Wright's architectural philosophy was expressed in his lectures and writings. Among them are On Architecture (1941); When Democracy Builds (1945); Genius and the Mobocracy (1949, enl. ed. 1971), an evaluation of his master Louis H. Sullivan; The Future of Architecture (1953); An American Architecture (1955); and A Testament (1957). His influence can be seen throughout Europe. Volumes illustrative of his works were published in France and Germany as early as 1910. In 1995 about 5,000 of his architectural drawings were published in CD-ROM form as Frank Lloyd Wright: Presentation and Conceptual Drawings.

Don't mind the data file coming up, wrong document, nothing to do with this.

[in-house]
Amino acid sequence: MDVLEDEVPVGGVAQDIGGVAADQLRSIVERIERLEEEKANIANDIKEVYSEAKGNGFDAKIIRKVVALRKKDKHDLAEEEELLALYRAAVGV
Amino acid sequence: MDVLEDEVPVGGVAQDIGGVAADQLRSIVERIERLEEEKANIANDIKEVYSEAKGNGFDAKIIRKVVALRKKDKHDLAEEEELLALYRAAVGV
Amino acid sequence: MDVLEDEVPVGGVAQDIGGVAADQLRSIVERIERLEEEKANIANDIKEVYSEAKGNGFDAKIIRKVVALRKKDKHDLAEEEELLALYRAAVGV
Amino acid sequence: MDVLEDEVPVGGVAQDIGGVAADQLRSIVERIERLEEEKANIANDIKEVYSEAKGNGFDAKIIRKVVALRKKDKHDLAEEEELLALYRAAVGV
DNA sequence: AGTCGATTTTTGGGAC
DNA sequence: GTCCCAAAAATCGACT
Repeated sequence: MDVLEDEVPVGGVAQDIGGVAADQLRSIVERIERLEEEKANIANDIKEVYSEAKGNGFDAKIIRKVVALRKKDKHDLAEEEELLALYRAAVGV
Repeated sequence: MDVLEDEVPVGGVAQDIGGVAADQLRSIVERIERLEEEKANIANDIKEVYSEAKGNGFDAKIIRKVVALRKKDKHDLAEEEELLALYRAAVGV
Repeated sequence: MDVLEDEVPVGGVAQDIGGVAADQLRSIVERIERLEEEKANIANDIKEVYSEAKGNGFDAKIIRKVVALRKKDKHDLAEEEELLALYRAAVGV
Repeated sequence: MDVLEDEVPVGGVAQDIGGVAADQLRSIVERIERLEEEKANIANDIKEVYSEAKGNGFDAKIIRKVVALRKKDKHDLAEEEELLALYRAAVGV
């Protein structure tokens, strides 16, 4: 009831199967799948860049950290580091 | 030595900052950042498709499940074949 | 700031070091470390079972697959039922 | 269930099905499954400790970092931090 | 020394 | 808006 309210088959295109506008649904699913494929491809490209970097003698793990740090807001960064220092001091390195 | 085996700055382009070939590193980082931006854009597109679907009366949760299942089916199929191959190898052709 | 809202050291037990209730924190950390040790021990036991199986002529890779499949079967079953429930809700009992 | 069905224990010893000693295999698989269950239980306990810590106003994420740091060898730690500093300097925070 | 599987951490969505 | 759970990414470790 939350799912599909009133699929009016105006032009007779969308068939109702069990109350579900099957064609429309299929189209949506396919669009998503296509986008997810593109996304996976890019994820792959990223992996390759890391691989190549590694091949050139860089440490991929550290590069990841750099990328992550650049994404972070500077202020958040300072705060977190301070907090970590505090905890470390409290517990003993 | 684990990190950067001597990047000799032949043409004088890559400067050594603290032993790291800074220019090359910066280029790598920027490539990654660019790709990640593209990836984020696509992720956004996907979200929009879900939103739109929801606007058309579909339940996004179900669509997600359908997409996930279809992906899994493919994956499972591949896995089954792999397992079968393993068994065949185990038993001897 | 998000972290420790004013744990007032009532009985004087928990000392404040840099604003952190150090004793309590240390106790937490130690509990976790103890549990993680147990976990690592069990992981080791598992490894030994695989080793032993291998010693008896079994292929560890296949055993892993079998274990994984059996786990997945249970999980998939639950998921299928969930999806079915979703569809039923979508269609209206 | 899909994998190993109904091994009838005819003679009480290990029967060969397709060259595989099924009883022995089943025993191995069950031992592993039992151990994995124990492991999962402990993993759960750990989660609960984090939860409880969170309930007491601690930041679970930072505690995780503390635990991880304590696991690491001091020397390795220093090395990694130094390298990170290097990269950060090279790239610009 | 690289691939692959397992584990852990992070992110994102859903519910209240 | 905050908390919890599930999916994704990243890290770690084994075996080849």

See also his autobiography (enl. ed. 1977); biographies by his daughter, Iovanna Lloyd Wright (1962) and his wife, Olgivanna Lloyd Wright (rev. ed. 1970), F. Farr (1961), R. C. Twombly (1973), M. Secrest (1992), and A. L. Huxtable (2004); studies by H. R. Hitchcock (1942, repr. 1973); V. Scully (1960), P. Blake (rev. ed. 1964), H. A. Brooks (1972), D. L. Johnson (1990), and D. Hoffmann (1995); W. A. Storrer, a catalog of his buildings (1974, repr. 1978) and The Frank Lloyd Wright Companion (1994); bibliography by R. L. Sweeney (1978).